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Jelca Kollatsch

3D Printing for Amputees A New Leg for Joan

Thirty million people in developing countries need either a prosthetic limb or some other form of orthopedic assistance. Can 3D printing help them?
The CoRSU Rehabilitation Hospital in Kampala

The CoRSU Rehabilitation Hospital in Kampala

Jelca Kollatsch
Orthopedic technician Jenan Taremwa scans Gwokyalya's stump, with the data appearing digitally on the screen. The scan only takes a couple of minutes, but printing the socket takes longer than eight hours.

Orthopedic technician Jenan Taremwa scans Gwokyalya's stump, with the data appearing digitally on the screen. The scan only takes a couple of minutes, but printing the socket takes longer than eight hours.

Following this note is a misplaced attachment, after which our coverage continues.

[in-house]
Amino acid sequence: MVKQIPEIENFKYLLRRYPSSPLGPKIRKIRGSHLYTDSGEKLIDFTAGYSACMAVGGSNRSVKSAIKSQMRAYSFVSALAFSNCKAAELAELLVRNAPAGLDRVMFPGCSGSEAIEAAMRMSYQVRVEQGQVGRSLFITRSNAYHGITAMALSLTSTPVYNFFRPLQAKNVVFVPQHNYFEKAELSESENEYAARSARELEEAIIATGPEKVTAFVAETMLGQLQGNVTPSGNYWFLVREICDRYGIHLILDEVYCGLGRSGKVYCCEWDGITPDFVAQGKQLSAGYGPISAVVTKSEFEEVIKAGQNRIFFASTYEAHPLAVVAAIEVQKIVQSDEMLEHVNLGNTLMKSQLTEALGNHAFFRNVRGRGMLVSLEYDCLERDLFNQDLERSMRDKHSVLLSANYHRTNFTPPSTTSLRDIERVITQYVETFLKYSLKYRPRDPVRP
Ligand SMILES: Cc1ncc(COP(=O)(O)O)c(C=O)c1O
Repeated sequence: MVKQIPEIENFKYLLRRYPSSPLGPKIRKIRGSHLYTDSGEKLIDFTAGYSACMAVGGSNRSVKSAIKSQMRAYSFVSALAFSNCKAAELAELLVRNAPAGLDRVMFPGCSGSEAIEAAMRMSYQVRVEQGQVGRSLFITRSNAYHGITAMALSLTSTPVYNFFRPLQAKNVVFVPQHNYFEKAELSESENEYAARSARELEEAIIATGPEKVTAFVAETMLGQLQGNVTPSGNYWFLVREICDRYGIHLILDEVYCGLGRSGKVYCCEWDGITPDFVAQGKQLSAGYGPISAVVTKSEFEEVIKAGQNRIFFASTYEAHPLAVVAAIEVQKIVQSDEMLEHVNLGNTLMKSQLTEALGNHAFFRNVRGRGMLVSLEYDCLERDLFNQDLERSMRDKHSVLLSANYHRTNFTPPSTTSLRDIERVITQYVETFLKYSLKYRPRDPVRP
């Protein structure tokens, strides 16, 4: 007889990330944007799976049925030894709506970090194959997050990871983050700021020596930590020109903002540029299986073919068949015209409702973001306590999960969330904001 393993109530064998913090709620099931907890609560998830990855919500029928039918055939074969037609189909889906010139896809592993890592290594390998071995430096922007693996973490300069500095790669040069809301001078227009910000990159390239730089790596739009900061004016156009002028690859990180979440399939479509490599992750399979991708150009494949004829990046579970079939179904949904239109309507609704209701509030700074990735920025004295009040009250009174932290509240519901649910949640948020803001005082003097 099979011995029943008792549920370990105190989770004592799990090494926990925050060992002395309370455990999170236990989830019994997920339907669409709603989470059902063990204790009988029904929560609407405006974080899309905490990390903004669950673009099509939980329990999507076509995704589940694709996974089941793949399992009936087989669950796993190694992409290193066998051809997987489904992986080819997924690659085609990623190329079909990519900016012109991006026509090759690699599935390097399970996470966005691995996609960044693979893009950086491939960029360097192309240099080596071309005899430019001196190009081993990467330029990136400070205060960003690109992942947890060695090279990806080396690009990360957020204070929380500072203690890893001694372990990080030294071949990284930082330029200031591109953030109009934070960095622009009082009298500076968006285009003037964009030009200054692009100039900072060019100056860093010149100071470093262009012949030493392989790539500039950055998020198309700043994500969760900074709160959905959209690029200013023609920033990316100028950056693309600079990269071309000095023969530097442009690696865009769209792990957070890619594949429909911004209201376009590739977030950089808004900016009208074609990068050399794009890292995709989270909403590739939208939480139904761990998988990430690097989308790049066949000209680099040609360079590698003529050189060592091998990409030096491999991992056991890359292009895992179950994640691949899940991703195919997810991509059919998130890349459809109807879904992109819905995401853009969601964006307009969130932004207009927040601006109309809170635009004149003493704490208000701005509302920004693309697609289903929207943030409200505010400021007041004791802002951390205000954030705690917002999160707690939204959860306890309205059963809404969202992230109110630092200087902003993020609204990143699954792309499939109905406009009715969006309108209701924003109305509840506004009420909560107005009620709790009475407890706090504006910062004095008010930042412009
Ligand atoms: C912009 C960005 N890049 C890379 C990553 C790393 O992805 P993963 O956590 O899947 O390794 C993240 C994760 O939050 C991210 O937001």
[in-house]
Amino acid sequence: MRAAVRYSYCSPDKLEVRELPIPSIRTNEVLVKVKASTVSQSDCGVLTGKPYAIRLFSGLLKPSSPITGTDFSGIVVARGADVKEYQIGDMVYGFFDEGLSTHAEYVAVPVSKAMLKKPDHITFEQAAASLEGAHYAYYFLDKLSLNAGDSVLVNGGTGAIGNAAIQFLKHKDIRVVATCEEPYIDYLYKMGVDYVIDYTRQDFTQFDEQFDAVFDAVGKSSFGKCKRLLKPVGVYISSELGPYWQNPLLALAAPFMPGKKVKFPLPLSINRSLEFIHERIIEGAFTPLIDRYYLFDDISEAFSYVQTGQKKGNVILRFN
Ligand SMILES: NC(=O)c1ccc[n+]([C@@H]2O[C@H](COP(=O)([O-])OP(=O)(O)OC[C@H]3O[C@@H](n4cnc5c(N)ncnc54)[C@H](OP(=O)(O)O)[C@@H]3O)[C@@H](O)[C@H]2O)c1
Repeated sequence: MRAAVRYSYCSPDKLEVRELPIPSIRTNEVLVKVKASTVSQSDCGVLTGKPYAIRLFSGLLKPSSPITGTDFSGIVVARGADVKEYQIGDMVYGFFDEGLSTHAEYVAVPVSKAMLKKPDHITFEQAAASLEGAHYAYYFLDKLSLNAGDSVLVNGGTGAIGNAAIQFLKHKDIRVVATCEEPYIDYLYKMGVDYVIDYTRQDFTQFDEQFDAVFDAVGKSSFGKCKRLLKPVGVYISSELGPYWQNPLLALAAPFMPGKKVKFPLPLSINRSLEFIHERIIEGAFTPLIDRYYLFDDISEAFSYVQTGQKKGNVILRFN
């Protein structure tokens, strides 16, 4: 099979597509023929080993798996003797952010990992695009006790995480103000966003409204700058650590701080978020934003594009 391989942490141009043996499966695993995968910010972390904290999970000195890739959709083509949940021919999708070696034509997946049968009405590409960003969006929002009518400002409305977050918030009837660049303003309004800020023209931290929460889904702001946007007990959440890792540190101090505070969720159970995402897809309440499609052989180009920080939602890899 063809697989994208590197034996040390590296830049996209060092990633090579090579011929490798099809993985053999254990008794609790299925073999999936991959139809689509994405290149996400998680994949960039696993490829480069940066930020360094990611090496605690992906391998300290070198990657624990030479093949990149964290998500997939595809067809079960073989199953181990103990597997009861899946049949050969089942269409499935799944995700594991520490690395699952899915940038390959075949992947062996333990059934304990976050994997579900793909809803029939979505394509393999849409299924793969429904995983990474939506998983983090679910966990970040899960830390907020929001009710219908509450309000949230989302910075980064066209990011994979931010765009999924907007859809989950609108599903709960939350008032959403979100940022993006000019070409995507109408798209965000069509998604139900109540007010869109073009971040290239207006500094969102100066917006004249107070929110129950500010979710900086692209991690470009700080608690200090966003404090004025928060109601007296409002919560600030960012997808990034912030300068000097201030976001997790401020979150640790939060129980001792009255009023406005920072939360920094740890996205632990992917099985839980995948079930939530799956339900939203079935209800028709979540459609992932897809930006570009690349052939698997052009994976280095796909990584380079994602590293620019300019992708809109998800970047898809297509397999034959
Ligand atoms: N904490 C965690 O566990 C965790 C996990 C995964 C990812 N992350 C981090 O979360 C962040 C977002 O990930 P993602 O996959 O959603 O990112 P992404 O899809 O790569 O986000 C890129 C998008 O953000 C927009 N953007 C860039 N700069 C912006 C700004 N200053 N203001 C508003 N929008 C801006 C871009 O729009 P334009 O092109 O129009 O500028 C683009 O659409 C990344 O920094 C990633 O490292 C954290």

Jelca Kollatsch
Jelca Kollatsch
Icon: Spiegel
Jelca Kollatsch
Uli Maier works for Otto Bock, one of the largest medical technology companies in the world. He researches the 3D printing of prosthetics, but he is skeptical of the current hype surrounding the technology.

Uli Maier works for Otto Bock, one of the largest medical technology companies in the world. He researches the 3D printing of prosthetics, but he is skeptical of the current hype surrounding the technology.

Jelca Kollatsch
Jelca Kollatsch
Aurélia learned how to use 3D modeling programs during her architecture studies. She's helping the prosthetic team and improving the hand's appearance on the computer.

Aurélia learned how to use 3D modeling programs during her architecture studies. She's helping the prosthetic team and improving the hand's appearance on the computer.

Icon: Spiegel
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